CPP Official Denies Role in US Visa Scam

Nguon Nhel, a high-ranking CPP official and second vice president of the National Assembly, denied Tuesday that he participated in a US visa scam and showed reporters documents to support his claims.

The documents, which Nguon Nhel said were given to him by Ministry of Foreign Affairs investigators, include visa applications and paperwork for two men whom officials allege falsely claimed they were members of Nguon Nhel’s staff in order to travel to the US. Nguon Nhel has been named as one of several legislators suspected of requesting fraudulent visas from the US Embassy.

Officials say senators and as­sem­bly members request US visas for people they claim are spouses or staffers. The visa-buyers travel to the US and disappear, hoping to obtain legal residency later. Government officials have said that at least 16 lawmakers from the three major political parties are being investigated for suspected visa fraud.

Nguon Nhel angrily denied that neither he nor his staff partici­pated in such a scam, saying, “In all my po­litical life, I have never committed such vulgar acts.”

A US Embassy official said Tuesday the embassy was glad the ministry was investigating the alleged scam, adding that the em­bassy has been forced to scrutinize applications more carefully.

Nguon Nhel asserted Tuesday that two men, Pov Sitha and Chheang Sovanna, paid the directors of the Assembly’s Depart­ment of International Relations to alter an official list of his delegation for a planned visit to the US.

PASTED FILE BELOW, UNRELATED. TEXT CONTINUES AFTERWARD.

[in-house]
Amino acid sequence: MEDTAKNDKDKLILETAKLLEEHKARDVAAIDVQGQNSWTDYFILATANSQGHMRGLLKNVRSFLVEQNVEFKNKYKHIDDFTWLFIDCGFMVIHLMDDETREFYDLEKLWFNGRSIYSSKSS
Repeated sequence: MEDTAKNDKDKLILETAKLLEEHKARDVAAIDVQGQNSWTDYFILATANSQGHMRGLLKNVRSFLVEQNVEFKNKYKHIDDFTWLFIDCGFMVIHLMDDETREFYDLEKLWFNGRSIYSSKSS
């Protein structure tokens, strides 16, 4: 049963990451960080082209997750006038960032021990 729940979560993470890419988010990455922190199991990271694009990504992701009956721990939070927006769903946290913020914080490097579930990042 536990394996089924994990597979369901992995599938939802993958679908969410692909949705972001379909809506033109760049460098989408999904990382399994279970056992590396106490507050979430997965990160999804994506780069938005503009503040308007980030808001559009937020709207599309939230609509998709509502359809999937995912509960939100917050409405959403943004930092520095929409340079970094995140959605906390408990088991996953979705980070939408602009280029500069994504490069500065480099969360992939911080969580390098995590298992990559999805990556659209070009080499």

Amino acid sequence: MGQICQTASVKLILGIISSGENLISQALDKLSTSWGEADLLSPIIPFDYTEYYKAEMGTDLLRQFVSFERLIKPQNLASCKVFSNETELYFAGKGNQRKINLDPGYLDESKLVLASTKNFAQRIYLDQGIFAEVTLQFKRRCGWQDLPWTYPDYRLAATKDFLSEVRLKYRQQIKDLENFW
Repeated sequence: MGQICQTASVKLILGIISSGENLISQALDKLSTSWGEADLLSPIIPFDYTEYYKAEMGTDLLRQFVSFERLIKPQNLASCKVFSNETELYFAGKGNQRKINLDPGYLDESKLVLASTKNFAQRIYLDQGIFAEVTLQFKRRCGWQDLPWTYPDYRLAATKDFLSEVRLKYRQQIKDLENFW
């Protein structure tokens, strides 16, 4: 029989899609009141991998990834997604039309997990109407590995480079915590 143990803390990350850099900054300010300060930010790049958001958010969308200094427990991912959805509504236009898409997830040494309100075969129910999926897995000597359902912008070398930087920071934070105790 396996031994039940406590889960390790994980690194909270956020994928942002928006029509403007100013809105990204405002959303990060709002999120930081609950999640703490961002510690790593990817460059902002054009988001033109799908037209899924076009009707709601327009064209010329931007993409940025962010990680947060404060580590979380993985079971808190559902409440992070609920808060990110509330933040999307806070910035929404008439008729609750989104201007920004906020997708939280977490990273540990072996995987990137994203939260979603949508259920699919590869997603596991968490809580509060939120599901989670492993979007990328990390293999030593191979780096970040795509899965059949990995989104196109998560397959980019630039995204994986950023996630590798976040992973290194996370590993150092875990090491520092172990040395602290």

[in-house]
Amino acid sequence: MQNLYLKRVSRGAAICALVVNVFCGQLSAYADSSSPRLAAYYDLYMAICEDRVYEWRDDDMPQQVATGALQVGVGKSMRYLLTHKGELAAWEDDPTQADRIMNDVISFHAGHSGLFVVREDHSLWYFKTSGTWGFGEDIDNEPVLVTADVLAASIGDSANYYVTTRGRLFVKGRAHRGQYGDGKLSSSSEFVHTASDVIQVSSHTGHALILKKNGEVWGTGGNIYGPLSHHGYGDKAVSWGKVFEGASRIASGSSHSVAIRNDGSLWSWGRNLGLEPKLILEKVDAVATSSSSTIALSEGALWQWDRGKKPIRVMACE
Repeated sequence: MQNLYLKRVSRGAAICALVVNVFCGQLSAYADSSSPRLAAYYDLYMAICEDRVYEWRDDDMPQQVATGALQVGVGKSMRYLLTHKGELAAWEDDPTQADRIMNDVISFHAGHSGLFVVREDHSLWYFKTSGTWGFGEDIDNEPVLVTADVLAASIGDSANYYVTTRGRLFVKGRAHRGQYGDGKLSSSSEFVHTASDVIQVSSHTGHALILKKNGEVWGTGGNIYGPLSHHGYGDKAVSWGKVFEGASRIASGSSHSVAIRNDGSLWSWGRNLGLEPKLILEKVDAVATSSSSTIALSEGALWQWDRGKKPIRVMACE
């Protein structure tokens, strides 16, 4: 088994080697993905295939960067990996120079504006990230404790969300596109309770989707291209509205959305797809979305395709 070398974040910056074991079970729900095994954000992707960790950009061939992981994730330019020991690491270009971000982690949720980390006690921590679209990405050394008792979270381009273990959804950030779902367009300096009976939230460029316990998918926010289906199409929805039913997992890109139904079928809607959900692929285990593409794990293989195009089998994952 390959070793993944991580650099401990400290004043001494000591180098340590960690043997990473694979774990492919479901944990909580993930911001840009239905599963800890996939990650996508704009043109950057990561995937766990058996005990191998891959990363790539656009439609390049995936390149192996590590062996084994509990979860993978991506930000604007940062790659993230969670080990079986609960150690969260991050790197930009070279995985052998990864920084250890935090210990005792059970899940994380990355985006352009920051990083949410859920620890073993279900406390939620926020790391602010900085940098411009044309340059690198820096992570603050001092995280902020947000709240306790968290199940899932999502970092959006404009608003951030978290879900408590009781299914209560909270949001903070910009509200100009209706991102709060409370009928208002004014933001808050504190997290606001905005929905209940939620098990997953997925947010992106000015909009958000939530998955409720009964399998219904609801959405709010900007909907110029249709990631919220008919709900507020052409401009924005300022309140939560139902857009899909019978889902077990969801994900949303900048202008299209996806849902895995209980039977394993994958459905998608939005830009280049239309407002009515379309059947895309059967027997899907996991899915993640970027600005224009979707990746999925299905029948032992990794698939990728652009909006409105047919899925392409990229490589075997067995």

He presented a list of eight names, which he said was the real, original visa application for his delegation. He showed an­other list, identical except that the sixth and eighth names have been replaced with the names Pov Sitha and Chheang Sovanna.

The visas were granted, and on Aug 20 a Funcinpec-appointed protocol official brought Nguon Nhel’s Cabinet chief, Ung Roeung Rith, the paperwork.

Nguon Nhel said Ung Roeung Rith refused to go along with the faked list, calling it “an exploitation of my visit to the US.”

The official then allegedly of­fered Ung Roeung Rith $5,000 and said everything would be paid for, including the Cabinet chief’s plane ticket. Nguon Nhel said his aid rejected the offer again and cancelled the trip.

Nguon Nhel has claimed he never went to the US but was in­stead in Vietnam for medical treatment at the time of the planned visit. He showed re­porters his passport, which bore a visa stamp from Vietnam but none from the US.

Meanwhile, Nguon Nhel said, Pov Sitha and Chheang Sovanna tried to make the trip anyway, flying from Phnom Penh to Bang­kok and planning to continue to Los Angeles. They were turned back in Bangkok because they were not accompanied by the rest of Nguon Nhel’s delegation.

Chan Ven, deputy secretary-general of the Assembly, also said Tuesday that three more cases of visa fraud involving members of parliament have recently been discovered. He refused to name the politicians involved.


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